Chatham schools chosen for bus safety program
Chatham County students are getting on and off school buses 4,144 times every school day — which means 4,144 possibilities for a student to be hit by oncoming traffic.
This coming school year, the district has been picked as just one of two school districts statewide to test out new school bus safety measures. Chatham County hasn't had a student die at a bus stop since 2002, but four North Carolina children were killed this past school year going to or from their buses.
David Hamm, chairman of the Chatham County Board of Education, said he used to drive buses sporadically when he was a principal and assistant principal in the district. Drivers were bad then, he said, and it's no better now.
"I think it's worse," Hamm said. "People are more impatient now."
Joel Caviness, director of the county's transportation department, said his drivers report hundreds of cars passing their buses each year — which is the single highest offense a North Carolina driver can commit, as far as points being added to a license are concerned.
"Anytime a stop arm is passed, they call it in," Caviness said, although he noted that usually the offending drivers are going too fast for the driver to take down the license plate number. "... We do have cameras that can catch the type and color of the vehicle, though."
All students and drivers will also be trained to give and recognize simple hand signals to signify when the coast is clear or when there could be a dangerous driver coming down the road.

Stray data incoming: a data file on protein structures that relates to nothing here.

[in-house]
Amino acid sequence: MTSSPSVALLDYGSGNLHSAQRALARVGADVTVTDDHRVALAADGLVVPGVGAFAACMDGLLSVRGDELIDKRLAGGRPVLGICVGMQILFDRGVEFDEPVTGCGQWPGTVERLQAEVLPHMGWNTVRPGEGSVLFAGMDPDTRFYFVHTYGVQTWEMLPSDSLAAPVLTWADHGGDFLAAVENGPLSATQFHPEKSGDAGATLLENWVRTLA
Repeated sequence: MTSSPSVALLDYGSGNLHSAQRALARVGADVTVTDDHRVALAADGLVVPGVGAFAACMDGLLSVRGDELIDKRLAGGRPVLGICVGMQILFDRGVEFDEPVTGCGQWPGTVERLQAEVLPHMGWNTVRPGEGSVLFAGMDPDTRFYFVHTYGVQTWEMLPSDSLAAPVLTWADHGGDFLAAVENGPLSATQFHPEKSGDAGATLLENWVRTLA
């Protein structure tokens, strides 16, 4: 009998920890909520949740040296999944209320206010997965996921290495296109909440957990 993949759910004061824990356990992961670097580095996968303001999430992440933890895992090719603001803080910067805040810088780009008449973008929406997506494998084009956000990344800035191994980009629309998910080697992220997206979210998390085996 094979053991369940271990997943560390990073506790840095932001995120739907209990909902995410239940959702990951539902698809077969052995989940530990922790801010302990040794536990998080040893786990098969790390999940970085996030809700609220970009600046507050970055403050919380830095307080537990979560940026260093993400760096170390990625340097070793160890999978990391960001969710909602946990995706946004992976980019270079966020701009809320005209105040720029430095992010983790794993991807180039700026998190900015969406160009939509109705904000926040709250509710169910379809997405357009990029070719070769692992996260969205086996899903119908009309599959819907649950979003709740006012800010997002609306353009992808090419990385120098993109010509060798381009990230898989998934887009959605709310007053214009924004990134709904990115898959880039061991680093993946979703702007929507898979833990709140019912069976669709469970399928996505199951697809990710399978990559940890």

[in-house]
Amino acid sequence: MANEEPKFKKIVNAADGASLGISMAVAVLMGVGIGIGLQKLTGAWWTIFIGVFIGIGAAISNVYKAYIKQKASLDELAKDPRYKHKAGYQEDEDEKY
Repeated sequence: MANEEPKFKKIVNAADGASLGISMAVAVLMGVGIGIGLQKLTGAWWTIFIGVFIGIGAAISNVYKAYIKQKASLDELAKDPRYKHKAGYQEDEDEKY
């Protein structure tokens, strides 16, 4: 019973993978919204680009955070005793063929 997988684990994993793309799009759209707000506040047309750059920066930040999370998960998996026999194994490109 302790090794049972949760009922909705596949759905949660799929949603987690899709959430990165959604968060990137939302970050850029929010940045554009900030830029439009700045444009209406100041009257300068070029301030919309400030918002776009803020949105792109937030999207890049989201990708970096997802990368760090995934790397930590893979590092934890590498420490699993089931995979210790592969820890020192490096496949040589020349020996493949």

"We're trying to pattern ours after some other states that have slightly better safety records," Caviness said.
In addition to cameras, the vast majority of the county's buses are getting extra technological upgrades. All but seven of the district's buses were able to be re-wired to give the drivers more control and customization, letting them operate the flashing red lights, extended stop arm and bus doors separately. Previously, all three had to be turned on at once, meaning the driver could only tell oncoming traffic to stop once the bus was at a full stop with its doors already open.
The drivers had been able to deploy yellow lights to warn traffic to slow down for an impending stop, but Hamm said that actually backfired.
"I don't care what the textbook or whatever says," Hamm said. "When a driver sees yellow, it means speed up."
Of the four children struck and killed at school bus stops in North Carolina last school year, three were killed when the drivers illegally passed a stopped bus — including a Harnett County boy, 12-year-old Adam Kempf of Coats. Chatham County's last fatality came in 2002, when a student was hit while trying to cross Highway 15-501.
Caviness said he wasn't around when Chatham County's 2002 fatality occurred. But safety has increased since then, both he and Hamm said, noting that the state has mandated that buses stop on both sides of major roads and highways to cut down on the number of students crossing the street.
It's still not perfect, though. Each year the state has drivers report the number of violations they count on a specific day; Chatham County's 91 bus drivers reported 30 incidents of cars passing a bus just that day. The 10,850 bus drivers statewide reported 8.853 vehicles passing a stopped bus that day. Hamm said drivers who illegally pass a stopped bus and are caught should have no way out of the ticket and potential loss of their license.
"You hear horror stories of these people getting a good enough lawyer, they can get out of it," he said. "... Saying this won't make me popular, but I think we really need to just let the police do their job. Take out the loopholes."